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Core Elements Toolbox Edition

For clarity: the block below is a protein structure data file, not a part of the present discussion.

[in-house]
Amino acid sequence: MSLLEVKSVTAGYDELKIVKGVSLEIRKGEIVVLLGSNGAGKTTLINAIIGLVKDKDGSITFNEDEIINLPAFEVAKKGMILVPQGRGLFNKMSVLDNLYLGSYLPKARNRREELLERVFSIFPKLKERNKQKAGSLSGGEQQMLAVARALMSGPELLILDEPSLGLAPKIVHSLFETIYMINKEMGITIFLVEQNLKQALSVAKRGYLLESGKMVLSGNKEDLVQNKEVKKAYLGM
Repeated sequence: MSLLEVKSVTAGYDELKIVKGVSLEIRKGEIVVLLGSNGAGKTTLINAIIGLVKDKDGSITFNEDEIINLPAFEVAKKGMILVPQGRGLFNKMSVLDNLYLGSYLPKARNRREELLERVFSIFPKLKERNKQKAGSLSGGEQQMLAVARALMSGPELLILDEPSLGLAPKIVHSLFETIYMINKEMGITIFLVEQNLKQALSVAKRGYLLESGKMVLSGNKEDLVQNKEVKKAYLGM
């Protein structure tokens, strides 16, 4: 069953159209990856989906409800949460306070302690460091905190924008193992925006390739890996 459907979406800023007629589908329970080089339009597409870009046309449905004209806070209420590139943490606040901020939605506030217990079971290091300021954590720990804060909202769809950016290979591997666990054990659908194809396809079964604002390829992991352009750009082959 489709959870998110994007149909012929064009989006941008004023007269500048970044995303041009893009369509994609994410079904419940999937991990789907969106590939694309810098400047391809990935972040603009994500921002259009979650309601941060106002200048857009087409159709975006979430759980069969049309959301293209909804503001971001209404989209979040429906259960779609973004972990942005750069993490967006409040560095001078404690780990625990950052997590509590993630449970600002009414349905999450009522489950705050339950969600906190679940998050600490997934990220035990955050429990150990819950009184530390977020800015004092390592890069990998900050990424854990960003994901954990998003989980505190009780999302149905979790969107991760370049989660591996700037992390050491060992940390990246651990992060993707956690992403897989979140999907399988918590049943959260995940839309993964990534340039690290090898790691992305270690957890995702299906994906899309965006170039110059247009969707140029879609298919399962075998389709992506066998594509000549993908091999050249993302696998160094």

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<p>Core Elements:Toolbox Edition</p> <p>Core Elements: Toolbox Editionby Butch Curry</p> <p>Based on Core Elements Revisedby James D. Hargrove</p> <p>A Zombie Nirvana Production http://zombienirvana.sitesled.comCore Elements - Toolbox Edition is Copyright 2005 by Butch Curry. The term Core Elements is hereby designated Product Identity as defined in the OPEN GAME LICENSE Version 1.0a; section 1(e). All other content in this document is hereby officially designated Open Game Content as defined in the OPEN GAME LICENSE Version 1.0a; section 1(d).</p> <p>IntroductionBy Butch Curry When James announced his retirement from gaming hopefully only temporarily he generously turned over the bulk of his material to me. Ive been a fan of his work for some time, and consider it a privilege to be able to carry the torch onward in his place. This Toolbox Edition reprints the original Core Elements Revised published by James along with a collection of optional rules. These rules, contained in the sidebars and appendices (along with a few revisions in the core rules themselves) will assist gamemasters in customizing Core Elements to suit their campaigns. I can only hope that this, the first of James creations that Ive had the opportunity to build on, will provide you with some good gaming.</p> <p>ContentsBasic Character Abilities .................................. 3 Character Level ................................................ 3 Buying Abilities ................................................. 3 Character Skills ................................................ 3 Character Hit Points ......................................... 4 Tougher and Weaker Heroes ........................... 4 How to Make Checks ........................................ 4 When to Make Checks ..................................... 4 Making Ability Checks ...................................... 4 AB &amp; DB Explained .......................................... 4 Making Skill Checks ......................................... 5 Making Attack Checks ...................................... 5 Quick Combat ................................................... 5 Making Defense Checks .................................. 5 Making Saving Throws ..................................... 5 Assigning a Difficulty Class ............................... 5 Armor Class ...................................................... 6 Taking Turns in Combat ................................... 6 Health &amp; Damage ............................................. 6 Character Growth ............................................. 6 Appendices A: Modifiers Only .............................................. 7 B: Degrees of Success ..................................... 7 C: Wound Track ................................................ 8 D: Range &amp; Movement ..................................... 8 E: Supernatural Powers .................................... 9 The Limelight Factor ......................................... 9 F: Weapons &amp; Armor ...................................... 11 G: Skill Lists .................................................... 11 H: Action Points .............................................. 12 I: Insanity ........................................................ 12 J: Vehicles &amp; Chases ...................................... 12 K: Races &amp; Classes ........................................ 13 L: Opponents .................................................. 14 M: Feats ...........................................................16</p> <p>What is Core Elements?By James D. Hargrove Core Elements is a simple, comprehensible, and functional distillation of the worlds most popular roleplaying system. This revision of the original Core Elements incorporates rules for using magic and fine tunes the character creation rules and combat rules found in the previous releases. Like previous editions of Core Elements, the entirety of this release is OGC with the exception of the title. Core Elements can be used either as a set of rules to play a game, or as the foundation of a game that you plan to publish. That said, however you choose to use the revised edition of Core Elements, I hope that you enjoy it.</p> <p>2</p> <p>Basic Character AbilitiesIn Core Elements, all characters are initially defined by six different basic abilities - physical and mental qualities that all sentient characters in a given setting are assumed to possess. These six different basic abilities are: Strength (STR): Strength is a measure of your characters muscle and physical power. Dexterity (DEX): Dexterity is a measure of handeye coordination, agility, reflexes, and balance. Constitution (CON): Constitution represents your characters overall physical health and stamina. Intelligence (INT): Intelligence determines how well your character learns and reasons. Wisdom (WIS): Wisdom is a measure of willpower, common sense, perception, and intuition. Charisma (CHA): Charisma is a measure of a characters force of personality, personal magnetism, ability to lead, and physical attractiveness. For each ability, roll four six-sided dice (4d6) and total the three highest results to determine the abilitys score. Each ability will have a modifier ranging from -4 to +4 based on its score as outlined on the table to the right.</p> <p>Buying AbilitiesRandom rolling is an old-fashioned way to generate ability scores for a character, and the unpredictability of it can be fun. But if youd like a little more control over character creation, try this instead. All your ability scores default to 10, and you have 12 points to spend between your six abilities. You can also lower some abilities below 10 in order to gain additional points, earning one bonus ability point for each point you take away from one or more other abilities. Example: When creating Hiram, a charming rogue, you decide to put all your points into Dexterity and Charisma, putting 6 in each. Youd really like Hiram to be a bit smarter than average though, so you lower his Wisdom by 2 to gain an additional 2 points of Intelligence.</p> <p>First level characters begin with 5 points to divide between their AB and DB, with a minimum of +1. As they increase each level, both their AB and DB increase by one. Example: You feel that Hiram the thief should be better at dodging blows than hitting people, so you give him an AB of +2 and a DB of +3. At 2nd level, these increase to AB +3 and DB +4; at 5th level, they are AB +6 , DB +7, etc. Mod -4 -3 -2 -1 0 +1 +2 +3 +4</p> <p>Character LevelIn addition to the six different basic abilities, characters are also defined by a number that serves as an abstract representation of the experience that they have accumulated throughout their life. This is the character's level. By default, characters in games that utilize Core Elements begin play at 1st Level. The level at which a character begins play initially determines two different things - their defense bonus (DB) and attack bonus (AB).</p> <p>Score 3 4-5 6-7 8-9 10-11 12-13 14-15 16-17 18</p> <p>Character SkillsIn addition to the basic abilities and their level, a character is further defined by the skills that they possess. Characters initially receive skill points equal to eight plus their INT modifier (8+INT=Skill Points) per level. These points are traded on a one-to-one basis to acquire ranks in a given skill. You are limited in how many points you can spend on any given skill; you may have up to your current level +3 ranks in any given skill.</p> <p>3</p> <p>If the GM allows, you can choose one skill to specialize in; you can have up to your level +5 ranks in your specialty. That said, note that because Core Elements is merely a system - not a game that is tied to any one genre or setting - there is no default list of skills. Skills in games that utilize Core Elements can be handled in one of three different ways, explained directly below. First, a referee may create their own list of skills specific to the genre and setting of the game that they are running. Second, players may be allowed to create their own skills as they define their character, having them approved by the referee at that time (this is often referred to as 'free form skill creation). Finally, if neither of those methods suit you, hundreds of pre-defined skill lists exist in other OGL supplements and can be ported into games that utilize Core Elements with very little or absolutely no modification necessary.</p> <p>How to Make ChecksIn order to determine whether a character's action is successful, a player rolls one twentysided die (1d20), adds some numbers to the result of the die roll, and compares the final sum to a difficulty class (DC). If the combined total of the player's dice roll equals or exceeds the DC assigned to the action, then their character has successfully completed the action that they were attempting to perform.</p> <p>When to Make ChecksMaking a check means rolling dice, and any time that players are rolling dice, they're not focusing on their character. The only time that players should make checks is when a character is performing an action under duress - that is, when another character or force (including things such as darkness, nature, time, etc.) stands between them and performing their intended action successfully.</p> <p>Character Hit PointsFinally, the last step in defining a character in Core Elements is to determine their initial number of hit points. Hit points are an abstract representation of a character's ability to sustain physical damage. A character has a total number of hit points equal to 10 plus their CON modifier at 1st Level, and gains a number of hit points equal to the result of one six-sided die (1d6) roll plus their CON modifier per level thereafter.</p> <p>Making Ability ChecksAn ability check is called for whenever a character is attempting to perform an action that directly relates to one of the six basic abilities or when they are attempting to perform an action for which they possess no relevant skill. When making an ability check, the GM determines an appropriate ability for the action being attempted and assigns a difficulty number to the action. The player then rolls against that difficulty number.</p> <p>Tougher &amp; Weaker HeroesUsing the standard 10+ CON modifier for hit points results in characters who are fairly tough but still very beatable in a fight. If youd like to make characters tougher or weaker, you can increase or decrease their starting hit point total: 5 + CON for weak characters, or 20 + CON for tough heroes, for example.</p> <p>AB &amp; DB ExplainedSkill checks in Core Elements function on a simple mechanic: d20 + ability bonus + skill ranks. In the case of combat rolls, your characters AB and DB are treated like ability bonuses: d20 + AB or DB + skill rank. When making a saving throw, DB steps in in place of skill ranks: d20 + ability bonus + DB. You can allow AB or DB to similarly fill in for either skill ranks or ability bonuses for any roll, where the use of skills or abilities doesnt seem appropriate. 4</p> <p>Making Skill ChecksA skill check is called for when a character is attempting to perform an action that directly relates to a skill that they possess. When making a skill check, roll a d20 and add the modifier for your appropriate ability plus any ranks you have in the relevant skill. Example: Hiram the thief is trying to sneak past a guard. He has the skill Stealth +4, and a DEX modifier of +3, so hell add +7 to his roll.</p> <p>Making Defense ChecksA defense check is called for whenever a character attempts to parry or dodge an incoming attack during combat. When making a defense check, the numbers that a player adds to the result of the d20 roll are their character's DB and any ranks in the single most relevant skill that they have which corresponds to the defensive action being taken. Example: Your character is locked in combat with an enemy swordsman, who has just swung a vicious blow aimed for your head! You try to parry the blow, making a defensive check: you roll d20 and add your character's DB and ranks in his Swordplay skill to the roll.</p> <p>Making Attack ChecksAn attack check is called for whenever a character attempts to strike an opponent in combat. When making an attack check, the numbers that a player adds to the result of the d20 roll are their character's AB and any ranks in the single most relevant weapon or fighting skill that their character possesses which corresponds to the attack being made. Example: Your character is engaged in a few rounds of fisticuffs with a sailor in the local tavern. You decide to swing a haymaker at the sailor, so you roll 1d20 and add your characters AB and Fisticuffs skill ranks to the roll result.</p> <p>Making Saving ThrowsA saving throw is a special kind of ability check made whenever a character is trying to avoid the effects of an outside force or condition, such as disease, insanity, or an explosion. When making a saving throw, roll against the assigned difficulty, adding your DB and your appropriate ability modifier to the roll.</p> <p>Assigning a Difficulty ClassFor saving throws or character actions that are not being actively opposed by another character or creature, the referee assigns a difficulty class ranging from five (easy) to thirty (near impossible) or possibly even higher (a snowball's chance in hell). When in doubt, a DC of 15 is a good default. When a character is attempting to perform an action that is being actively opposed (a combat attack or defensive sword parry, for instance) by an opponent, both sides roll and apply any skills or other bonuses. The character with the highest total wins.</p> <p>Quick CombatThere may be times, particularly when the characters are fighting minor opponents, that you want to speed up combat. One way to do this is to remove initiative and Defence rolls, and resolve each round of combat with a single opposed attack check. The character with the highest roll wins and damages their opponent. In the case of a tie, neither side damages the other.</p> <p>5</p> <p>Armor ClassIn the standard Core rules, combat is resolved with a series of opposed die rolls. If youd like a little less dice-rolling, you can set a static defence number, called Armor Class (AC), which becomes the DC for any attack rolls against that character. Your AC equals 10 + your DB.</p> <p>Health and DamageSuccessful strikes in combat inflict damage equal to the sum of a weapon's damage rating (DR) of the weapon that inflicted the attack and the STR (for melee attacks) or DEX (for ranged attacks) modifier of the attacking character, less the armor rating (AR) of any armor that the defending character is wearing. This damage is subsequently subtracted from the hit point total of the character who was struck. Once a character's hit points have been reduced to zero, the character is disabled (not unconscious, but close to it); if their hit points are reduced to less than zero, but not less than -10, they are unconscious; and when their hit points have been reduced to less than -10, they are dead. Injured characters...</p>